Tanzplan Deutschland
Tanzplan Dresden234

Current Activities64
The Semperoper Ballett, the Palucca Hochschule fr Tanz Dresden and Hellerau, which are all heavily funded by the City and State, co-financed the Tanzplan activities from their own budgets. The three institutions will continue their collaborative work, for example for the Dance Platform 2012 event, the Dance Education Biennale in 2014 and many other activities. At the start of 2011, Hellerau launched Linie 8, its own event-staging initiative for the independent dance scene, with TanzNetzDresden, a new network of dancers and choreographers. (May 2011)617

Project description78
Tanzplan Dresden is a joint project involving three Dresden institutions: the Palucca Schule Dresden Hochschule fr Tanz, the Dresden Semperoper Ballett, and HELLERAU European Center for the Arts Dresden. It offers young professional dancers the opportunity of preparing themselves for a career in dance through collaboration with experienced choreographers, by producing their own works and by taking part in various workshops.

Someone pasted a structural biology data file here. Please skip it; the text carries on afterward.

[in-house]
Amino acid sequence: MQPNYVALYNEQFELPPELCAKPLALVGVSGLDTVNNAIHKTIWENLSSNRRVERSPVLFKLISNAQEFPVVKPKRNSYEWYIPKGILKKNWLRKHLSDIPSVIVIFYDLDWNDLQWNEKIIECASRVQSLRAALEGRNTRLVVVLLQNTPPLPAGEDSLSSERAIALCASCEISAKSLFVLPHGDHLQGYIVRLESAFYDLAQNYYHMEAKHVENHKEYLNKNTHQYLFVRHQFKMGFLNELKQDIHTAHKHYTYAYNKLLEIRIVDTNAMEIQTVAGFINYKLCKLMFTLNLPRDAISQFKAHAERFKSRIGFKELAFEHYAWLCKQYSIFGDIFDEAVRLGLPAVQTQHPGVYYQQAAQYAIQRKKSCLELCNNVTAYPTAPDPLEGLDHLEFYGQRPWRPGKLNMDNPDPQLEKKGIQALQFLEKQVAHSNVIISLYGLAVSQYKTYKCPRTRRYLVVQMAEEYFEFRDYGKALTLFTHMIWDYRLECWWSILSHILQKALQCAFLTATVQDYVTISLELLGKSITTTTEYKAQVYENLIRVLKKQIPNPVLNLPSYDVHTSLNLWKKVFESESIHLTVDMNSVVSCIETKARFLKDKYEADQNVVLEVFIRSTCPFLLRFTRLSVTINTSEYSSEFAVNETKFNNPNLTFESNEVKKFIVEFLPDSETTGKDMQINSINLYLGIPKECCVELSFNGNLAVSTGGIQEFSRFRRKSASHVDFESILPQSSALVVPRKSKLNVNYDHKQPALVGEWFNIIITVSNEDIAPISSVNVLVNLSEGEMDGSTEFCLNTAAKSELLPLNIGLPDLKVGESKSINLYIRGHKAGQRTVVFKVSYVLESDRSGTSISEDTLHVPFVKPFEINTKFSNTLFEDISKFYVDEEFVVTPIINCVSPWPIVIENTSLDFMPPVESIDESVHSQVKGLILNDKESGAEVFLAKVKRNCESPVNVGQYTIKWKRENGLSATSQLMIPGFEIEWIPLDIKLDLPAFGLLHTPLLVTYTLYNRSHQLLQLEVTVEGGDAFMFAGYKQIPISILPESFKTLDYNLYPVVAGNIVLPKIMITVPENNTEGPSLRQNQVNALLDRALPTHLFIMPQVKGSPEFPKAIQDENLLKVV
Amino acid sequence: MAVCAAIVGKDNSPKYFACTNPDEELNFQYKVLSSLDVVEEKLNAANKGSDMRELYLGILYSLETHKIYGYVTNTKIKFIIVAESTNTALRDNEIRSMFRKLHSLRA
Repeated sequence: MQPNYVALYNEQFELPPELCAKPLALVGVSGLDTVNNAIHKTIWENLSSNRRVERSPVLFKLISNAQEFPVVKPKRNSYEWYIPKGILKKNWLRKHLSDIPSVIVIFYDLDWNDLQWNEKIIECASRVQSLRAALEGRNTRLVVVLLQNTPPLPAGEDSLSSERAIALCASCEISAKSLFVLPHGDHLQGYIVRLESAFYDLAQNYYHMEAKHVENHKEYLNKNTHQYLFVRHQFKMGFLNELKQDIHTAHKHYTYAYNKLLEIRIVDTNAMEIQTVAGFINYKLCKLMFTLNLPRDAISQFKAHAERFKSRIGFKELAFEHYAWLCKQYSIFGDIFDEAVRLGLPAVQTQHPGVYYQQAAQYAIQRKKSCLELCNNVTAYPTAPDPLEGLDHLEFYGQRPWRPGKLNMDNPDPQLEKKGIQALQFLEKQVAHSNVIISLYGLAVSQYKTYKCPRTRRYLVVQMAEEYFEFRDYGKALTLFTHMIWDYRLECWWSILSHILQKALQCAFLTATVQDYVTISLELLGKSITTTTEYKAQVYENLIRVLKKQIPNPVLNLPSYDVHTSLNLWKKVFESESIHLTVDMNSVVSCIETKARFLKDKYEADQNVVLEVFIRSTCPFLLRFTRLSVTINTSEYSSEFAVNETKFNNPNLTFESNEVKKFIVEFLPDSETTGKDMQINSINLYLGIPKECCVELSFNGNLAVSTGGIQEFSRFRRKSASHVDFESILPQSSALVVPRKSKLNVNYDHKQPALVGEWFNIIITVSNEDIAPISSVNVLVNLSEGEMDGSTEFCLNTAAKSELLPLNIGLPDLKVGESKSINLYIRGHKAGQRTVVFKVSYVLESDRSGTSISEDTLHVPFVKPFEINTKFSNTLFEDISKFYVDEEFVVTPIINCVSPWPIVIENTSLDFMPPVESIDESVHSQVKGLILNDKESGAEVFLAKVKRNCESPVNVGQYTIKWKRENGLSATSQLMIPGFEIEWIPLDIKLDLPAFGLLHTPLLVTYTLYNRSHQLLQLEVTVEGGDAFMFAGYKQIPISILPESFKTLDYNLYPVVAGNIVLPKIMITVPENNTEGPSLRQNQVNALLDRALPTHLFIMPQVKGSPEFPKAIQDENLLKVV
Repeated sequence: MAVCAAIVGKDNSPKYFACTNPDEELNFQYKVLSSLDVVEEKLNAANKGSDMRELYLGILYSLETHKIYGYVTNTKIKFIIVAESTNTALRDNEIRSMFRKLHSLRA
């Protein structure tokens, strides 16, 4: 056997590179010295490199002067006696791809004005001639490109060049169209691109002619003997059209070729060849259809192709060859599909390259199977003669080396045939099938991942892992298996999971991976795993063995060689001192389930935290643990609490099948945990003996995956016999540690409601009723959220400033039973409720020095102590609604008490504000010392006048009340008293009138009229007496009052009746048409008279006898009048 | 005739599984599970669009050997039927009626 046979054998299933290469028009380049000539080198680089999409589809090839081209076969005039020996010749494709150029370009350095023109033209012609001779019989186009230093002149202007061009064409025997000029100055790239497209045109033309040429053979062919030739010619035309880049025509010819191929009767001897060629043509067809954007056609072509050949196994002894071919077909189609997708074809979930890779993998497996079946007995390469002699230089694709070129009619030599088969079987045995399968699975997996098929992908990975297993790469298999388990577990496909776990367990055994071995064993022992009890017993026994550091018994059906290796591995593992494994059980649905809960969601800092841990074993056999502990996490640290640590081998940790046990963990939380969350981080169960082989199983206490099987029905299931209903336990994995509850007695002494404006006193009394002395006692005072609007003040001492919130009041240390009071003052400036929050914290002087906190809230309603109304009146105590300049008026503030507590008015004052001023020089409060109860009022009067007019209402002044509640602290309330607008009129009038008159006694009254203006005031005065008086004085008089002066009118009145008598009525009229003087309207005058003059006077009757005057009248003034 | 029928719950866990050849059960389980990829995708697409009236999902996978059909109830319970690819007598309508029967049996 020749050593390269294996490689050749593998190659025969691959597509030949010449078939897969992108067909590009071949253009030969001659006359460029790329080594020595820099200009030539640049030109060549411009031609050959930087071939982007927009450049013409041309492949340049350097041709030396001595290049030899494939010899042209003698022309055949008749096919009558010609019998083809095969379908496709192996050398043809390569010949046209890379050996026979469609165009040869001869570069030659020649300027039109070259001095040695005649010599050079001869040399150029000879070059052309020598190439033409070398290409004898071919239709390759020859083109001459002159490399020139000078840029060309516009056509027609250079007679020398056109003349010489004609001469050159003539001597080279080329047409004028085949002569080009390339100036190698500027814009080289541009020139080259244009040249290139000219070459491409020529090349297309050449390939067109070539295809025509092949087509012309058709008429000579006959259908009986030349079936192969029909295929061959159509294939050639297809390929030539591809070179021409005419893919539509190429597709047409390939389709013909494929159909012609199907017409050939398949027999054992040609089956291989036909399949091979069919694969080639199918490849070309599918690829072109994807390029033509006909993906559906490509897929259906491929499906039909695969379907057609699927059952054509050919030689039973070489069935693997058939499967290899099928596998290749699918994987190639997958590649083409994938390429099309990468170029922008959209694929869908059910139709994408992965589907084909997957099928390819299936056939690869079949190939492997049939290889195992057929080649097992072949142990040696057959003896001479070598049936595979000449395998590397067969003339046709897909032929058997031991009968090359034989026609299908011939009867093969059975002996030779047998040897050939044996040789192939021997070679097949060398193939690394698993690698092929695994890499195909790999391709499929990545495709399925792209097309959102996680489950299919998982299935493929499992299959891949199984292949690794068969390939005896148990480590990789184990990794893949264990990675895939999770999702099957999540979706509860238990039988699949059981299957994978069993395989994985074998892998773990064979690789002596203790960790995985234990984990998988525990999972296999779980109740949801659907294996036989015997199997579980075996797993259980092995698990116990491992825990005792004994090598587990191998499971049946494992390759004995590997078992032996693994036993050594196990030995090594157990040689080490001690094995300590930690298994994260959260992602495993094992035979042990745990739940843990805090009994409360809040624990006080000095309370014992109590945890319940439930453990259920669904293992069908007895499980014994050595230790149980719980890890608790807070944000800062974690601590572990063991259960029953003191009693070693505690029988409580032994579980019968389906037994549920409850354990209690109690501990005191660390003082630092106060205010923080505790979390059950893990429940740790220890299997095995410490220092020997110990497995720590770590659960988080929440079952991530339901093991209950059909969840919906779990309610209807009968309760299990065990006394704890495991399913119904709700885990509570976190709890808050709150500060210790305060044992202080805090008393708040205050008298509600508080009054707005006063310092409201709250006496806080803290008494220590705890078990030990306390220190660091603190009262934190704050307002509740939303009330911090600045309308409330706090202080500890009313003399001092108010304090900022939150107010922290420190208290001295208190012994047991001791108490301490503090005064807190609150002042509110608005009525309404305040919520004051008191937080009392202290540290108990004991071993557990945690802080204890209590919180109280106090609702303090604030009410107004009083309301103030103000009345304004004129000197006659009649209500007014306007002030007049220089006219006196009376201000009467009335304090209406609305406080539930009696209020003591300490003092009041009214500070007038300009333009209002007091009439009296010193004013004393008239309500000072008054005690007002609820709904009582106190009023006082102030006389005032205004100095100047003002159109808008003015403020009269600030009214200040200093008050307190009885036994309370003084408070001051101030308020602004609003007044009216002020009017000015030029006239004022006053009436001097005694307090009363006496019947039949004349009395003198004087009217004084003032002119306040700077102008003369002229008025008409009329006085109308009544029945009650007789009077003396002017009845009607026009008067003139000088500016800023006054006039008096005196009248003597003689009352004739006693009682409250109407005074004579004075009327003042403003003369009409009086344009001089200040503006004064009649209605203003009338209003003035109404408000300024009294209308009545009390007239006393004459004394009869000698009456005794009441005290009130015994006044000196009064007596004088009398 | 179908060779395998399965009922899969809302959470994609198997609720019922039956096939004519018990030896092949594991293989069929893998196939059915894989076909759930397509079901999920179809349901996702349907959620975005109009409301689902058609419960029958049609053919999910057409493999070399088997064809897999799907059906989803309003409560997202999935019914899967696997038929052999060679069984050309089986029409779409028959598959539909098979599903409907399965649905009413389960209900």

The Artistic Directors are the Rector of the Palucca Schule Dresden, Prof. Jason Beechey, the Artistic Director of the Dresden Semperoper Ballett, Aaron S. Watkin and the Artistic Director of HELLERAU European Center for the Arts Dresden, Dieter Jaenicke. Tanzplan Dresden is supported by the Dresden City Council for Culture and Heritage as responsible body, as well as by additional partners.
Over the year Tanzplan Dresden focuses on several new dance productions, a workshop week in winter (ImproWinter) and a summer workshop including Creative Residencies.

Each year Tanzplan Dresden develops two projects in the studio theatre of the Semperoper semper kleine szene and one in the Festspielhaus Hellerau, which subsequently go on tour. In the Festspielhaus Hellerau, experienced choreographers work together with graduates or students of dance. For the realisation of the projects in the semper kleine szene, Tanzplan Dresden regularly offers grants. Young choreographers from all over the world are invited to apply by handing in interdisciplinary concepts. The choreographers who have been awarded a grant are supported by a mentor during the two-month production phase in Dresden.

Improvisation is at the very heart of the ImproWinter. Various choreographic improvisational techniques are supplemented by different approaches from theatre, music, art, architecture, film and the new media. This week-long workshop aims at professional dancers, students specialising in dance, dance education and choreography, and at those active in other arts and areas of knowledge; it also provides the opportunity of creatively exploring the boundaries between art, science and technology and of going beyond them by means of improvisation.